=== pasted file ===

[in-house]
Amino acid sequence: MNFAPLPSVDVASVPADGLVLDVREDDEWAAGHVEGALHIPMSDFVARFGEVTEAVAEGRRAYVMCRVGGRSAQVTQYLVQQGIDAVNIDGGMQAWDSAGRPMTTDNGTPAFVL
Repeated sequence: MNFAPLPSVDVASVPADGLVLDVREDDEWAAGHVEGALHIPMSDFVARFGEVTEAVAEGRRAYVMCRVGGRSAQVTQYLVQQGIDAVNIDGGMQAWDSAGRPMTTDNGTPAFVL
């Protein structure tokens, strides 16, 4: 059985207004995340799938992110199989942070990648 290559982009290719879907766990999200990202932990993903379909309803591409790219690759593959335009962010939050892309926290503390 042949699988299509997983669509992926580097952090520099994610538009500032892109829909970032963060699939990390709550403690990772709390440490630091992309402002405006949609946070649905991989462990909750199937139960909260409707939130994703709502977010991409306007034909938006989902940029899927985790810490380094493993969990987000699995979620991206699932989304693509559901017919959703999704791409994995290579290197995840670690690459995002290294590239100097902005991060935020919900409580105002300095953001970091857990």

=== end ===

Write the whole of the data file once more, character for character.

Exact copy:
[in-house]
Amino acid sequence: MNFAPLPSVDVASVPADGLVLDVREDDEWAAGHVEGALHIPMSDFVARFGEVTEAVAEGRRAYVMCRVGGRSAQVTQYLVQQGIDAVNIDGGMQAWDSAGRPMTTDNGTPAFVL
Repeated sequence: MNFAPLPSVDVASVPADGLVLDVREDDEWAAGHVEGALHIPMSDFVARFGEVTEAVAEGRRAYVMCRVGGRSAQVTQYLVQQGIDAVNIDGGMQAWDSAGRPMTTDNGTPAFVL
């Protein structure tokens, strides 16, 4: 059985207004995340799938992110199989942070990648 290559982009290719879907766990999200990202932990993903379909309803591409790219690759593959335009962010939050892309926290503390 042949699988299509997983669509992926580097952090520099994610538009500032892109829909970032963060699939990390709550403690990772709390440490630091992309402002405006949609946070649905991989462990909750199937139960909260409707939130994703709502977010991409306007034909938006989902940029899927985790810490380094493993969990987000699995979620991206699932989304693509559901017919959703999704791409994995290579290197995840670690690459995002290294590239100097902005991060935020919900409580105002300095953001970091857990």